U.N. warns of world cereals shortfall in 1999
May 01, 1999
by Teresa Acklin
ROME, ITALY Global cereals output is failing to meet expected demand in 1999, sending reserves below levels needed to assure world food security, the U.N. Food and Agriculture Organization said in its recent, bi-monthly Food Outlook.
Heavy drains on the food supply have been compounded by the mass exodus of refugees from Kosovo, the F.A.O. said, which has led to calls for continued international aid on a large scale.
In its initial forecasts for 1999, the F.A.O. put overall production at 1.850 billion tonnes, down from last year's 1.877 billion.
“If current forecasts materialize, cereal output would not be sufficient to meet expected consumption requirements in 1999-2000 and global cereal stocks accumulated in the last two seasons would have to be drawn down to below safe levels,” the F.A.O. said.
Production forecasts were very tentative as many of the crops had yet to be sown and others were in the early stages of development, the F.A.O. report said.
World wheat output was estimated at 580 million tonnes, down 3% from 1998, and coarse grains were forecast at 890 million tonnes, down about 2%. Rice output, however, was estimated to increase marginally to 380 million tonnes from 375 million in 1998.
Global food consumption of cereals was forecast to expand by 1.7%, maintaining last year's level of 162 kg per person. The F.A.O. raised its forecast for world cereals trade in 1998-99 by 1.6 million tonnes to 205.6 million tonnes, some 7 million tonnes below the previous year.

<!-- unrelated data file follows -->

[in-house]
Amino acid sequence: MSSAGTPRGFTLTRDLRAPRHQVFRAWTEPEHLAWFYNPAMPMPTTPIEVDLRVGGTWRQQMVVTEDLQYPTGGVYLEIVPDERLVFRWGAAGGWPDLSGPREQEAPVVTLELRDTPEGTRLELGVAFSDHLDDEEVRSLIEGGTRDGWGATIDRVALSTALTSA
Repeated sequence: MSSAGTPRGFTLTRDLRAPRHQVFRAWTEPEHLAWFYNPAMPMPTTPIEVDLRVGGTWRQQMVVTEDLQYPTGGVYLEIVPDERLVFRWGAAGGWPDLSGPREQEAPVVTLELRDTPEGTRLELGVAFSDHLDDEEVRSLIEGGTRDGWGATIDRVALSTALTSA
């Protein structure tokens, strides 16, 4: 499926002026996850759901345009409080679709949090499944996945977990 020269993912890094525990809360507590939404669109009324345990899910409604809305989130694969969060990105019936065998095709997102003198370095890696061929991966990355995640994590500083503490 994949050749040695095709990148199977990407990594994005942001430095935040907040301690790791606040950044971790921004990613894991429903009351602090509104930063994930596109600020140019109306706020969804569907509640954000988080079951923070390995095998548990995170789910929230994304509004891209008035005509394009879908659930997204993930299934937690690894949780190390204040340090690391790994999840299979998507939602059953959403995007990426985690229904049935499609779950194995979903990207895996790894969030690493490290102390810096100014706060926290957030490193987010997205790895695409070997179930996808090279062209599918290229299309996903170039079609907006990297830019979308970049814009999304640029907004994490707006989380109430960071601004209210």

The international wheat market remained characterized by sluggish global import demand and large inventories, the organization said, which caused prices to weaken further during February and early March.
International rice prices remained under downward pressure from large exportable supplies and relatively limited import demand.
The organization said serious food supply problems persisted in Africa, Asia, Latin America and the Commonwealth of Independent States. The report highlighted eastern Africa, where “the number of people in need of food assistance has increased due to poor cereal harvests caused by dry weather and civil strife in several parts.”